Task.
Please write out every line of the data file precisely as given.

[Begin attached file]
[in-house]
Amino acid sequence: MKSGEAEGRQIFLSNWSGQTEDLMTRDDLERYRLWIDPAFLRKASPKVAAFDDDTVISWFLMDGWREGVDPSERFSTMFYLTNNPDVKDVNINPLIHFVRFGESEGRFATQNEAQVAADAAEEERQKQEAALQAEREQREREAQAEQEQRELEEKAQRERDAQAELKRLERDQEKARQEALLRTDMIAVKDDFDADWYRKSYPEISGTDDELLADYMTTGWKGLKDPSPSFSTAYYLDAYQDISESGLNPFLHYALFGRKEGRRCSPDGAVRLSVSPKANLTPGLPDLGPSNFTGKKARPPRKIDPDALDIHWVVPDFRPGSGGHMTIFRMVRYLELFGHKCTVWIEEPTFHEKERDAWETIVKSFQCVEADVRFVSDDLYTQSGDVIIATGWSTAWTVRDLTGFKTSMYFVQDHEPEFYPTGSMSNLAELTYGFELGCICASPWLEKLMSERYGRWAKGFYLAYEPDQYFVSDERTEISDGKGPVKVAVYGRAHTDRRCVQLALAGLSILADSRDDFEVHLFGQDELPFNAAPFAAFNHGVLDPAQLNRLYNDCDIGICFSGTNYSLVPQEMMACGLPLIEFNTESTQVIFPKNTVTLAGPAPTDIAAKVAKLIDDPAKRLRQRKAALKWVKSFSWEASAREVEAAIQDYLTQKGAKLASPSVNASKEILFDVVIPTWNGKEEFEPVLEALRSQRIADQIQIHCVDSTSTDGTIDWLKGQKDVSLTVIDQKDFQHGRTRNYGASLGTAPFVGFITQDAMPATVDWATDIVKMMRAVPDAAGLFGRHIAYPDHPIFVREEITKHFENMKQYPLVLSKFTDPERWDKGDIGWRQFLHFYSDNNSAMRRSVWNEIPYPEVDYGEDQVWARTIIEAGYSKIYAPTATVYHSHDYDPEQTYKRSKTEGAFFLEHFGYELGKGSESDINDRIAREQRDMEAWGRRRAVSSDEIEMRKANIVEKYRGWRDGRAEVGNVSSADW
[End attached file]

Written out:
[in-house]
Amino acid sequence: MKSGEAEGRQIFLSNWSGQTEDLMTRDDLERYRLWIDPAFLRKASPKVAAFDDDTVISWFLMDGWREGVDPSERFSTMFYLTNNPDVKDVNINPLIHFVRFGESEGRFATQNEAQVAADAAEEERQKQEAALQAEREQREREAQAEQEQRELEEKAQRERDAQAELKRLERDQEKARQEALLRTDMIAVKDDFDADWYRKSYPEISGTDDELLADYMTTGWKGLKDPSPSFSTAYYLDAYQDISESGLNPFLHYALFGRKEGRRCSPDGAVRLSVSPKANLTPGLPDLGPSNFTGKKARPPRKIDPDALDIHWVVPDFRPGSGGHMTIFRMVRYLELFGHKCTVWIEEPTFHEKERDAWETIVKSFQCVEADVRFVSDDLYTQSGDVIIATGWSTAWTVRDLTGFKTSMYFVQDHEPEFYPTGSMSNLAELTYGFELGCICASPWLEKLMSERYGRWAKGFYLAYEPDQYFVSDERTEISDGKGPVKVAVYGRAHTDRRCVQLALAGLSILADSRDDFEVHLFGQDELPFNAAPFAAFNHGVLDPAQLNRLYNDCDIGICFSGTNYSLVPQEMMACGLPLIEFNTESTQVIFPKNTVTLAGPAPTDIAAKVAKLIDDPAKRLRQRKAALKWVKSFSWEASAREVEAAIQDYLTQKGAKLASPSVNASKEILFDVVIPTWNGKEEFEPVLEALRSQRIADQIQIHCVDSTSTDGTIDWLKGQKDVSLTVIDQKDFQHGRTRNYGASLGTAPFVGFITQDAMPATVDWATDIVKMMRAVPDAAGLFGRHIAYPDHPIFVREEITKHFENMKQYPLVLSKFTDPERWDKGDIGWRQFLHFYSDNNSAMRRSVWNEIPYPEVDYGEDQVWARTIIEAGYSKIYAPTATVYHSHDYDPEQTYKRSKTEGAFFLEHFGYELGKGSESDINDRIAREQRDMEAWGRRRAVSSDEIEMRKANIVEKYRGWRDGRAEVGNVSSADW